During the past decade, a cadre of scientists have pursued the answer to that and other related questions. One of them was Langton who, after graduating with a science degree from the University of Arizona in Tucson, decided to see if he could create a selfreproducing artificial organism on his computer. He began by creating four-sided loops with a short tail extending from one side. The loops contained information that determined their behavior, instructing the tail to extend itself to create a new loop. The process

worked, and the loops began to multiply, forming a colony of identical loops. The experiment convinced Langton that biological processes could be reproduced in machines.

Meanwhile, Stuart Kauffman, a leading biologist and artificial life theorist who is affiliated with the University of Pennsylvania medical school in Philadelphia, had developed a theory to explain how organic life may have developed on earth as the result of a set of underlying rules working in a complex, primordial “soup” of chemicals. Rasmussen, during the late 1980s, created a computer model that imitated primordial conditions with an artificial chemistry consisting of millions of computer instructions. As the computer ran through thousands of generations, digital “proto-organisms” died and new ones were created. Rasmussen concluded, among other things, that the evolution of lifelike forms depended on symbiotic, or co-operative structures, which seemed to emerge spontaneously within the system. “I think this is a law of the universe,” says Rasmussen, “and it makes possible the jump from nonliving to living.”

In a dramatically different approach to artificial life, a Calgary scientist has developed a way of simulating plant growth on computer screens. In the system devised by Polishborn Przemyslaw Prusinkiewicz, strikingly lifelike computer graphics can show a lily-ofthe-valley growing from a seed to maturity in less than a minute. To make his digital plants grow, Prusinkiewicz, 41, uses a few lines of computer instructions to represent the genetic code contained in a real plant’s seed, then adds the digital equivalent of nutrients, sunlight and water. Since he began developing his system during the mid-1980s, Prusinkiewicz has created models for about 20 plants. He can even simulate a stand of pine trees, complete with millions of needles, on his computer screen. Prusinkiewicz’s blending of science and art is already being used by biologists to test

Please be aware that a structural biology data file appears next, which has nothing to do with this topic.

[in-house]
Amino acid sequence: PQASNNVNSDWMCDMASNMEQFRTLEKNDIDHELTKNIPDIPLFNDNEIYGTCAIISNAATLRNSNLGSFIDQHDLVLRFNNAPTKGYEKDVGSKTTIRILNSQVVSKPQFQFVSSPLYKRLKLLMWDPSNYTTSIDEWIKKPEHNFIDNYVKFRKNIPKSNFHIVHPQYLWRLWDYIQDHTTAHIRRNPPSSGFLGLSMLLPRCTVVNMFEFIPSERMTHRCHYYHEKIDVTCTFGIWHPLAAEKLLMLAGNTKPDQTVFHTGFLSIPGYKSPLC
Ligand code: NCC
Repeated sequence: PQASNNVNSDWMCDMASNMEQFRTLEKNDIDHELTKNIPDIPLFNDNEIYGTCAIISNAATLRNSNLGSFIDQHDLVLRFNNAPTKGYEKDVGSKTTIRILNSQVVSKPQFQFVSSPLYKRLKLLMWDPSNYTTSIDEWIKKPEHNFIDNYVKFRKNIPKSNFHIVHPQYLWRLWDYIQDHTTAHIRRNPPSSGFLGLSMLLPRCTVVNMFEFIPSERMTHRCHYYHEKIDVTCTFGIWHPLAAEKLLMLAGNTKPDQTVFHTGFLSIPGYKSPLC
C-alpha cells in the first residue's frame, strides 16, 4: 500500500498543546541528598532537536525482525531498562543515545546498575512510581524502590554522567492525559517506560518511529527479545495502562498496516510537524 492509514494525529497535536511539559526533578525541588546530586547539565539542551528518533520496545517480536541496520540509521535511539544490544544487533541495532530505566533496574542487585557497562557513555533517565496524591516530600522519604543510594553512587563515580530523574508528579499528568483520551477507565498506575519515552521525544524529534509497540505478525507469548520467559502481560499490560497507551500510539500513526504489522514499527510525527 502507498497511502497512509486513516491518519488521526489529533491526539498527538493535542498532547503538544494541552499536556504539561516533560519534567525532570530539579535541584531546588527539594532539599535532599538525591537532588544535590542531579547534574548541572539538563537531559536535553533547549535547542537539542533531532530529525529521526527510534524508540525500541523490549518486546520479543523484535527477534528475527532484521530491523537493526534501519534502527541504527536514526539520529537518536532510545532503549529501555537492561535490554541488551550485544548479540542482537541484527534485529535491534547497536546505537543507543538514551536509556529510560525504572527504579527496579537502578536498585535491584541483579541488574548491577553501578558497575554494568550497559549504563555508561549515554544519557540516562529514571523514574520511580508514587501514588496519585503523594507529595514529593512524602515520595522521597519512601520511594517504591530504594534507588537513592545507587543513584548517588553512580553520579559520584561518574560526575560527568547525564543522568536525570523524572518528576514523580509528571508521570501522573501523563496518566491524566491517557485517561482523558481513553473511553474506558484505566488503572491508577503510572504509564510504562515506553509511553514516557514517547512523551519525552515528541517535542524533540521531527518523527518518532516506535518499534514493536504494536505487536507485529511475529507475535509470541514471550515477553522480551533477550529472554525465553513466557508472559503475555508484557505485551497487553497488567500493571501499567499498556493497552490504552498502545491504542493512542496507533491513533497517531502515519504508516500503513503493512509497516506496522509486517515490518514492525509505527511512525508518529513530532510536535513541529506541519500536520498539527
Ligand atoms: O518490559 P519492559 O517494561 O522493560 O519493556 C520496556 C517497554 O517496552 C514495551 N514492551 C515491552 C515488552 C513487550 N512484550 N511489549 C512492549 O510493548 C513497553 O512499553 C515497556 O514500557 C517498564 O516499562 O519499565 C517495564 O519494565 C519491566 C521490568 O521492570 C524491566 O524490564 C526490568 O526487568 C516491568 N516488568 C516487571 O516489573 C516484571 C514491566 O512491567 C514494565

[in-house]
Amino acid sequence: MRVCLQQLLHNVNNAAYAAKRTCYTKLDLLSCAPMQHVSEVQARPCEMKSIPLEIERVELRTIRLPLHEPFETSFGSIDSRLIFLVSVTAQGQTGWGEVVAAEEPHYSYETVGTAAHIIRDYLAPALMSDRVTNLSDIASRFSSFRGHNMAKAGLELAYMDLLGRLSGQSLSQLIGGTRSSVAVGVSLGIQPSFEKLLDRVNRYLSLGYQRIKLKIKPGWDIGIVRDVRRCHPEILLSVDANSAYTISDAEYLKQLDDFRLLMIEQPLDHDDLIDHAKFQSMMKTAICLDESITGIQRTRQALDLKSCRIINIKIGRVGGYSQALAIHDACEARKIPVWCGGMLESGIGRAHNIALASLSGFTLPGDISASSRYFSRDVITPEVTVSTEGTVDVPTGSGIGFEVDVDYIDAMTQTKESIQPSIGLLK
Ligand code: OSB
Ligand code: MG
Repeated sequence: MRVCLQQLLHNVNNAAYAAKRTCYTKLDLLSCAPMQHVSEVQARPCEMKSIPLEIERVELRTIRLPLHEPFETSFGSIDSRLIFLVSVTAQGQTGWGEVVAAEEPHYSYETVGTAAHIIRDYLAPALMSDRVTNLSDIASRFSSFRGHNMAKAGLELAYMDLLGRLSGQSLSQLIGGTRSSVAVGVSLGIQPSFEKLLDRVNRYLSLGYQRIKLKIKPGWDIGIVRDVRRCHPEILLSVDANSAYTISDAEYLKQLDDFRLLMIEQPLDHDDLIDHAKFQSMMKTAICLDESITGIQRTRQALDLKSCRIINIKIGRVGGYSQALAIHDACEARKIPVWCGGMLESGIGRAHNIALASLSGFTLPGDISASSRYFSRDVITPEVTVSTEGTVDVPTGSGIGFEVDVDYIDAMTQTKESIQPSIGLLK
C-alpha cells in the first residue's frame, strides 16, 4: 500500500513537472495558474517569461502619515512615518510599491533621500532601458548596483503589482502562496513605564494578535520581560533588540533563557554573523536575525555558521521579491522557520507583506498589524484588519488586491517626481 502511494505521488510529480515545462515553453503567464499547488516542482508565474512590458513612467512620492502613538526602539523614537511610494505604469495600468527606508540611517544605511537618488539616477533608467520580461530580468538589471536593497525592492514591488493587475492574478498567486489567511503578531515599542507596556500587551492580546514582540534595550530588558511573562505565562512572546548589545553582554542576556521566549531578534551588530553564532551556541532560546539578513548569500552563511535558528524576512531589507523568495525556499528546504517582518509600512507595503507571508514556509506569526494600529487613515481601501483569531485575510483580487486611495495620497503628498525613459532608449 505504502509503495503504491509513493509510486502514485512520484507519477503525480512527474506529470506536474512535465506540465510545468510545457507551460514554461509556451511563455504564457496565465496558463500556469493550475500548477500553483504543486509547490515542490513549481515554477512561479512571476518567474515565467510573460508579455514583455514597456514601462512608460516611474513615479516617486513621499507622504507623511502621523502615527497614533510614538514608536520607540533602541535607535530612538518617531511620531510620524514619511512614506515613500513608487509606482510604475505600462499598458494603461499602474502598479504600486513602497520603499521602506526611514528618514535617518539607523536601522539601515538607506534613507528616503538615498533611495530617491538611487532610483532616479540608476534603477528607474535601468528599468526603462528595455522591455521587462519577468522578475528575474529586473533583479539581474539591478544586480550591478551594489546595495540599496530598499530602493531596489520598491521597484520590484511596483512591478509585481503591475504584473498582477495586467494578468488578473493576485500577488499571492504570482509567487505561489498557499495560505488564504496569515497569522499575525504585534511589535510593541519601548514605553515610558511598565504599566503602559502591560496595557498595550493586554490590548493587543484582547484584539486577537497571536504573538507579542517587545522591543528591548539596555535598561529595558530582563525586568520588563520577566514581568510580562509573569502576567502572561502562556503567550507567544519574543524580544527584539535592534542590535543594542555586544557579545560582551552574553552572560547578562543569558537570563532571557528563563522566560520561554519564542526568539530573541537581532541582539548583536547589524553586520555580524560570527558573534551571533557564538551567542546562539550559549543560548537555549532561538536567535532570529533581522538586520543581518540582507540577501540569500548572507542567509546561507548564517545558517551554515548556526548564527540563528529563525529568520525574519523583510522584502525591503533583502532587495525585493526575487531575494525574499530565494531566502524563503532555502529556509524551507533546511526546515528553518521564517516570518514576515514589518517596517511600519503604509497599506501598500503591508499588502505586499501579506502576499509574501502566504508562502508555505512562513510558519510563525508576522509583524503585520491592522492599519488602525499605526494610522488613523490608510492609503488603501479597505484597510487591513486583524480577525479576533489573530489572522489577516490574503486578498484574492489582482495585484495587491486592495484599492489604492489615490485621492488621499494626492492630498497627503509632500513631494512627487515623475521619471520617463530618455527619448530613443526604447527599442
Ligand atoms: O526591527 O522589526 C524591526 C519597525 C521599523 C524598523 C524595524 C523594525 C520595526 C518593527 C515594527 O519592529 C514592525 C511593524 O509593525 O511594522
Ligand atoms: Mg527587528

hypotheses about plant life. Prusinkiewicz does not claim that the plants he creates are alive, but that “they simulate processes that take place in real organisms.”

At the Santa Fe Institute, Langton is currently trying to create in a computer the digital equivalent of the conditions needed to support cellular life. To do this, Langton will provide in digital form the molecules needed to produce water, enzymes, nutrients and the other essential ingredients needed to sustain life. Then he will try to introduce into the chemical “soup” an artificial cell and watch to see if it survives—and reproduces. Langton, who is also a research scientist at the U.S. National Laboratory at Los Alamos, N.M., predicts that it will be several years before he can achieve his goal.

Even if Langton succeeds, he is unlikely to persuade skeptics that a synthetic cell is a genuine form of life. Doyne Farmer, a Santa Fe-based expert on artificial life, concedes that creating such a cell would be “a significant breakthrough.” But critics, he adds, might object that the cell does not really possess the attributes of life, because “Langton

has to some extent rigged up his environment to produce the results he wants to see.” In fact, some scientists maintain that the promise that artificial life studies once seemed to hold has already begun to fade. William Macready, a 30-year-old Ottawa physicist who is currently doing postgraduate studies on complex systems at the Santa Fe Institute, says that once he “found the idea of artificial life intriguing. But now I’m not so sure that people in the field are learning as much as they think—or whether the systems they build are anything more than computer simulations.” Artificial life scientists, including Langton and the University of Delaware’s Ray, have different ways of look-

ing at the issue. Life on earth, Langton argues, has developed along hierarchical lines, with single-celled organisms evolving into more complex creatures. Now, says Langton, after billions of years of evolution, the human race may be at the point of constructing “the basis for a new organization of life.” Ray is convinced that the digital creatures he has created on a computer can evolve into more complex forms of life. “And for such creatures,” he says, “intelligence is the next frontier. We are living proof that evolution is capable of creating intelligence out of virtually nothing.” Like other scientists in their field, Langton and Ray contend that life may not exist only in organic form—that silicon worlds can also teem with forms of life that human beings are helping to create.

MARK NICHOLS